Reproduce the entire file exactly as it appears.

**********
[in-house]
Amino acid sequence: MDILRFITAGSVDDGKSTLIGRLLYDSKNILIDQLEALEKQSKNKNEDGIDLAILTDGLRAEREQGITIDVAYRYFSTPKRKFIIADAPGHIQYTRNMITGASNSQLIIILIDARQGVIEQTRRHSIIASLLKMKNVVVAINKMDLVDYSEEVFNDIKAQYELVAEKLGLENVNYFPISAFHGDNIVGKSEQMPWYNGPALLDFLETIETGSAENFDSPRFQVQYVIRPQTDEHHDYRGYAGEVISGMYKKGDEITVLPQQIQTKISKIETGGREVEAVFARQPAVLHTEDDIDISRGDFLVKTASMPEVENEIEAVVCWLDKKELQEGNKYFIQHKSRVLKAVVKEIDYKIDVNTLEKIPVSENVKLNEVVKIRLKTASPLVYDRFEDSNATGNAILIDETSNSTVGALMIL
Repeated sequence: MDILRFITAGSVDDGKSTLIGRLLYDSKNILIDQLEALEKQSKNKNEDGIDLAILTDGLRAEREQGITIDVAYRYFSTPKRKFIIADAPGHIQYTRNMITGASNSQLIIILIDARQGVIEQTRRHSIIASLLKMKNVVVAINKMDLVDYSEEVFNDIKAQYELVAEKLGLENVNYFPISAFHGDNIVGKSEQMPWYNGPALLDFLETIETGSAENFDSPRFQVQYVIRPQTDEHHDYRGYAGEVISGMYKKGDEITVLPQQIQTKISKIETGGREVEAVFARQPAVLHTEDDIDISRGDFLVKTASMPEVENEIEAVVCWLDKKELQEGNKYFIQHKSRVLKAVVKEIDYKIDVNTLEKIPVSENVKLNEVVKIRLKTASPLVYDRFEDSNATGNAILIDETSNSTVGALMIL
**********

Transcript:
[in-house]
Amino acid sequence: MDILRFITAGSVDDGKSTLIGRLLYDSKNILIDQLEALEKQSKNKNEDGIDLAILTDGLRAEREQGITIDVAYRYFSTPKRKFIIADAPGHIQYTRNMITGASNSQLIIILIDARQGVIEQTRRHSIIASLLKMKNVVVAINKMDLVDYSEEVFNDIKAQYELVAEKLGLENVNYFPISAFHGDNIVGKSEQMPWYNGPALLDFLETIETGSAENFDSPRFQVQYVIRPQTDEHHDYRGYAGEVISGMYKKGDEITVLPQQIQTKISKIETGGREVEAVFARQPAVLHTEDDIDISRGDFLVKTASMPEVENEIEAVVCWLDKKELQEGNKYFIQHKSRVLKAVVKEIDYKIDVNTLEKIPVSENVKLNEVVKIRLKTASPLVYDRFEDSNATGNAILIDETSNSTVGALMIL
Repeated sequence: MDILRFITAGSVDDGKSTLIGRLLYDSKNILIDQLEALEKQSKNKNEDGIDLAILTDGLRAEREQGITIDVAYRYFSTPKRKFIIADAPGHIQYTRNMITGASNSQLIIILIDARQGVIEQTRRHSIIASLLKMKNVVVAINKMDLVDYSEEVFNDIKAQYELVAEKLGLENVNYFPISAFHGDNIVGKSEQMPWYNGPALLDFLETIETGSAENFDSPRFQVQYVIRPQTDEHHDYRGYAGEVISGMYKKGDEITVLPQQIQTKISKIETGGREVEAVFARQPAVLHTEDDIDISRGDFLVKTASMPEVENEIEAVVCWLDKKELQEGNKYFIQHKSRVLKAVVKEIDYKIDVNTLEKIPVSENVKLNEVVKIRLKTASPLVYDRFEDSNATGNAILIDETSNSTVGALMIL